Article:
Classrooms at AEW are
continuing the conversations from the “Every Child Matters” movement of last
spring, acknowledging and expanding student identities. Teachers continue to
provide learning contexts for students to critically retrace their steps through
the history of this land; the truth of residential schools, indigenous
treaties, inherent racism, and the power relations that continue to marginalize
Indigenous populations. As a community we all are thinking about our own
personal acts of reconciliation.
Met Centre for Arts and Technology
As the newest Seven Oaks School Division school located at the heart of Treaty 1 on the homelands of the Anishinabe and birthplace of the Metis Nation, our school faculty and students are committed to deepening our understanding and actions of Indigenous history as truth, and working in partnership with our Indigenous students, local peoples and organizations to work towards actions that address the ongoing challenges and resilient successes in reconciliation.
As the first of our four school plan pillars, our school will dedicate itself to hearing from elders, families, engaging in reading, and working to incorporate the 94 Calls to Action into all student project work. Reconciliation goes beyond Orange Shirt Day, and we see it as our obligation as a school to engage in this work year round. This begins with a Land Acknowledgement each morning, all the way through to learners taking their experiences home to share with their families, and as individuals remaining open to ongoing learning about what it means to live and learn on Treaty land beyond their graduation.
École Seven Oaks Middle School
Nous espérons que les familles qui faisaient partie du système des pensionnats resteront fortes. En ce jour, il est important de se souvenir, prendre l'initiative d'apprendre et de réfléchir le passé pour travailler dans une direction positive à l'avenir. Nous espérons que les familles porteront l'orange pour se souvenir et respecter la journée de chemise orange.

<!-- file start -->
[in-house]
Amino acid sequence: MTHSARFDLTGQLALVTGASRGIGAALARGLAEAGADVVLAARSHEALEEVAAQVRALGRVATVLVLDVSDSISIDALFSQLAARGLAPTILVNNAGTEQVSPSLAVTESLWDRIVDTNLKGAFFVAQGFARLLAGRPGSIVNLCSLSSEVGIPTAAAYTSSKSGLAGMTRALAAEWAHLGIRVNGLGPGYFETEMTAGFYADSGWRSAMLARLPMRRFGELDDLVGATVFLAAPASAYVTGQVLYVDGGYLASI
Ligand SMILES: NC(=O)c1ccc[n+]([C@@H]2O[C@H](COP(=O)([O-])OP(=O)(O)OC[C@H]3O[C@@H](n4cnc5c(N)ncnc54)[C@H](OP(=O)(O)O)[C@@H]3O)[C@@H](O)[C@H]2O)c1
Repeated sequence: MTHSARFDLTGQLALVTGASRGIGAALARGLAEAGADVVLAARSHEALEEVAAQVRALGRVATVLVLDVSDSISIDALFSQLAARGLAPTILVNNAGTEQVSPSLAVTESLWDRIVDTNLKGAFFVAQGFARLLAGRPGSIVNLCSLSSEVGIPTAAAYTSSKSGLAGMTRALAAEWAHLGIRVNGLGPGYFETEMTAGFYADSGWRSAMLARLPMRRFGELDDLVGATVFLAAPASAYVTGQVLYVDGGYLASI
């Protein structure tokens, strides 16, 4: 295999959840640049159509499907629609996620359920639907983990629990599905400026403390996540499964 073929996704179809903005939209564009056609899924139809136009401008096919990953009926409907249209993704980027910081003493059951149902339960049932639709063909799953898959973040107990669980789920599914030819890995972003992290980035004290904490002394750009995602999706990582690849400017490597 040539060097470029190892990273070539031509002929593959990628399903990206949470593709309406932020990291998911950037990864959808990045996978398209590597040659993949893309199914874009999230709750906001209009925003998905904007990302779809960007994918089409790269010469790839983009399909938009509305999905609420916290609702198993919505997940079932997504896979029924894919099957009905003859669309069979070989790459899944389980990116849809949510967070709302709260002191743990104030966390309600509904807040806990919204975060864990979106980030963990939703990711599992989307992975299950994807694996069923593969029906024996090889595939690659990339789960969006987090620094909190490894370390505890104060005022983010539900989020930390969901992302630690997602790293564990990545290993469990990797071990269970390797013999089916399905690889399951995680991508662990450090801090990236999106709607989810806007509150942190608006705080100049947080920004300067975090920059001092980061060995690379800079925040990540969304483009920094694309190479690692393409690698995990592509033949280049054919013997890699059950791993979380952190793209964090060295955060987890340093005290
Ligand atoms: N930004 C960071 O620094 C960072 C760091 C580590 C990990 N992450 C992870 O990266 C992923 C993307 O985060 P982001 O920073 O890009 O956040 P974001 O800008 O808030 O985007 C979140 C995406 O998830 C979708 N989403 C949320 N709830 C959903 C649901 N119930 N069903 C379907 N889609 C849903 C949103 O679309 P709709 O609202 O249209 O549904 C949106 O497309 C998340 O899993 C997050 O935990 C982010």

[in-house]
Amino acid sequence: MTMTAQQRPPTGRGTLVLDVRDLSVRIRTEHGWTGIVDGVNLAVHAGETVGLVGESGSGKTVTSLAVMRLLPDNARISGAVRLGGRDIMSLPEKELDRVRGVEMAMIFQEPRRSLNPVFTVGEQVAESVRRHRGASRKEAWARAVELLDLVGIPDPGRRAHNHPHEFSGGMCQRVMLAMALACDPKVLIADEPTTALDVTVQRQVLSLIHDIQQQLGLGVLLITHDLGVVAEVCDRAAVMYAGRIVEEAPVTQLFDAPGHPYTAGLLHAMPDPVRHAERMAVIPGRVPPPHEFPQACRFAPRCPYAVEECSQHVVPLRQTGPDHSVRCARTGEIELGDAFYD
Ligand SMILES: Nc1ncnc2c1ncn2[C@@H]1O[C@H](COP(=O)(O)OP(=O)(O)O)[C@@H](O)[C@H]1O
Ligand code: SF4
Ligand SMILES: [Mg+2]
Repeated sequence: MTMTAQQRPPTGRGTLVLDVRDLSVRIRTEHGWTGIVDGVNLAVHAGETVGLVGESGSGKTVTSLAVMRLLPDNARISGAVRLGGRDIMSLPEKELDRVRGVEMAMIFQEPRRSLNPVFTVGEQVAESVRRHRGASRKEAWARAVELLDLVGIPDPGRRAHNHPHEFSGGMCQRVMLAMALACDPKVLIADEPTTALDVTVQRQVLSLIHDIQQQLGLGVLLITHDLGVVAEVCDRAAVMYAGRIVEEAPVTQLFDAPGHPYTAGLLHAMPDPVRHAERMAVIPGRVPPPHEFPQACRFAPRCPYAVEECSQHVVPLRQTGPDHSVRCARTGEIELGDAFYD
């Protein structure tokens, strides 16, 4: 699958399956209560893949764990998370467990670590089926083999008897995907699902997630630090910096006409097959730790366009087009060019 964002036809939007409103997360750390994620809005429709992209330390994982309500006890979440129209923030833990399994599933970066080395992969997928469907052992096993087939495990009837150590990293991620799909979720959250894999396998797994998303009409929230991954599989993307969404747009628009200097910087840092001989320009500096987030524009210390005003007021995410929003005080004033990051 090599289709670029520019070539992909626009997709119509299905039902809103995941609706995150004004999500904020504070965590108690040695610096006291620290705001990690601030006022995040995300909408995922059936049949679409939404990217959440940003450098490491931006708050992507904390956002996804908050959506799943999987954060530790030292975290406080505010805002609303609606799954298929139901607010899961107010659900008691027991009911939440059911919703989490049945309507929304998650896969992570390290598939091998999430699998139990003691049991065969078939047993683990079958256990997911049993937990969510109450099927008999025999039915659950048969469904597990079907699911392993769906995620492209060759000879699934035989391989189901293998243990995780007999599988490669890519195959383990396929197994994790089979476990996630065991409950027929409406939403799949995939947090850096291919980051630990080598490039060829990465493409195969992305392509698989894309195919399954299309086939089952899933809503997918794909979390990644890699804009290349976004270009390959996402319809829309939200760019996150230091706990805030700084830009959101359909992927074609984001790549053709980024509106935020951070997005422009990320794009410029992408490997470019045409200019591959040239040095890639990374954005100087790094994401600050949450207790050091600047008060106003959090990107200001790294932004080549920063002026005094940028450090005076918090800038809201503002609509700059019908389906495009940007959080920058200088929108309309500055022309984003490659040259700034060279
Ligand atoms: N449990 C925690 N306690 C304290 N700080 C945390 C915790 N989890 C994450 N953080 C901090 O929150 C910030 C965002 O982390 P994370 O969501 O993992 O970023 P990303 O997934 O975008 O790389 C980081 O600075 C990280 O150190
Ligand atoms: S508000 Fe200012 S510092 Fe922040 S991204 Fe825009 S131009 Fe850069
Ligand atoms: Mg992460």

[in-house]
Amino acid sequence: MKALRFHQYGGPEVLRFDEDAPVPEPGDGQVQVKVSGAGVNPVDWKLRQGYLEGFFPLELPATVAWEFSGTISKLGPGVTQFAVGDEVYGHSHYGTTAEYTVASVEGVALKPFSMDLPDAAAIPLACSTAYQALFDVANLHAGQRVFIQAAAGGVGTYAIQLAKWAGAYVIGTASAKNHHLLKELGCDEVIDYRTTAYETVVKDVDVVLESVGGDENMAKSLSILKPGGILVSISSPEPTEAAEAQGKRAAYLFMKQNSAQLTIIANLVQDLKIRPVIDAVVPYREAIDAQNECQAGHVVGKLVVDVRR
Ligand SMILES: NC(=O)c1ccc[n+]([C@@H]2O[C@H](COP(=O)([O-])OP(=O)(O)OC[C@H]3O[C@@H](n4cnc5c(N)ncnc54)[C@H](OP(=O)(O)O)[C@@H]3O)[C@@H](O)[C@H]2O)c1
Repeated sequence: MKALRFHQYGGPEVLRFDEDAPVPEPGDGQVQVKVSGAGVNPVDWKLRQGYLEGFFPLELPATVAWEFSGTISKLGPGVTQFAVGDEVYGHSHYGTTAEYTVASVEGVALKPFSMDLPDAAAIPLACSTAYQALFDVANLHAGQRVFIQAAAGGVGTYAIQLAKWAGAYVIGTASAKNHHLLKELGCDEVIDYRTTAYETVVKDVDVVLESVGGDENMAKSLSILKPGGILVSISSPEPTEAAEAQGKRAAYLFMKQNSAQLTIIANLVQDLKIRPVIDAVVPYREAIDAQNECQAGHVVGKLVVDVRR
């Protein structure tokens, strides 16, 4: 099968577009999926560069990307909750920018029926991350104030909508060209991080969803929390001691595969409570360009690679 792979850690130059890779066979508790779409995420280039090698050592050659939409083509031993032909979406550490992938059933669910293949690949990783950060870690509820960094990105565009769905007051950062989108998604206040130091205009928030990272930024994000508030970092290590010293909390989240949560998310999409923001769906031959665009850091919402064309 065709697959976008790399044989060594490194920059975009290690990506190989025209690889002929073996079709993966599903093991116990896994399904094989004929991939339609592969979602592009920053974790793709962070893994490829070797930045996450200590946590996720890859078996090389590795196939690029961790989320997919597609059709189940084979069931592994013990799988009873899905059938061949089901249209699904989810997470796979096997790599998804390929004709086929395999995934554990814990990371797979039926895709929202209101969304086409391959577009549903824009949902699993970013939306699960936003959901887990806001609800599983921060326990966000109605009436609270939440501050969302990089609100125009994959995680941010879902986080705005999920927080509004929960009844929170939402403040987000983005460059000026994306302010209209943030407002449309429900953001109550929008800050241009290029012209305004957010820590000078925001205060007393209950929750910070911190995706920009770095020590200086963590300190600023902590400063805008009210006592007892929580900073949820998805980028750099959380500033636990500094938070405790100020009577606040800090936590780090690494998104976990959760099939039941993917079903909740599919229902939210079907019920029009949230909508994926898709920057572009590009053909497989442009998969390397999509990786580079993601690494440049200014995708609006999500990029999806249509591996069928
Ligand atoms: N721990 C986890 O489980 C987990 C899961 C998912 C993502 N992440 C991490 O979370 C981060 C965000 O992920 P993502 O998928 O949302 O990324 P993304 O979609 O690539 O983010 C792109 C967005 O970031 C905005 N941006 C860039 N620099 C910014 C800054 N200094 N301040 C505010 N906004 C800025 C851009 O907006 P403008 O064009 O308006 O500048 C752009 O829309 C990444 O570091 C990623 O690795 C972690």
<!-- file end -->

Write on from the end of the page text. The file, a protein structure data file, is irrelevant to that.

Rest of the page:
We need to continue
to move forward with HOPE on a path of Truth and Reconciliation. Without
truth, we cannot maintain integrity, or reconcile. Without truth, we
cannot teach generations to come. We have many more similarities than
differences. Let us honour all students of Residential School Survivors and
those children who did not make it home.
As September 30th marks the day of Truth and Reconciliation, we would like for all to acknowledge the children who did not get to return home to their families. On this day, we will pause, reflect and send messages of love, to not only those who have lost their lives too soon, but for all who have been affected by Residential Schools.
The National Day for Truth and Reconciliation is a day of remembrance and reflection, to honour the survivors of Residential Schools and to mourn the lives of the children who died. It is a day to listen, to observe, to attend events, to support Indigenous artists and communities and to commit to action. Our students have participated in Orange Shirt Day for many years now. Here are some of their thoughts on what this day means to them:
- It is important to sit together and have a day of remembrance so that we can know the truth about has happened and is happening to our country's Indigenous Peoples. – Iaine
- I want all students to go home and share what they know with their families. – Dexter
- I hope that this day brings out the truth about residential schools and we share what we know with our families. – Aliyah
- We need to know the truth to make things better. – Cris
- I hope this day helps us talk more about what happened so that the truth is all out. I also hope that this day on reconciliation will be important and it will be something we think about every day. – Rhiana
In recognition of the National Day for Truth & Reconciliation on September 30th, our James Nisbet family – students and staff – are gathering for an outdoor, student-led assembly to lead us through reflection and honouring those who went to residential schools. We are also welcoming Elder Betty Ross to share her stories and teaching with our school. We are asking our James Nisbet family to wear orange shirts on September 29th, the day of our assembly. On September 30th, please engage in conversations with your child around their learning and understanding of Orange Shirt Day and how we can all move along our journey of living as a part of our community through Truth & Reconciliation.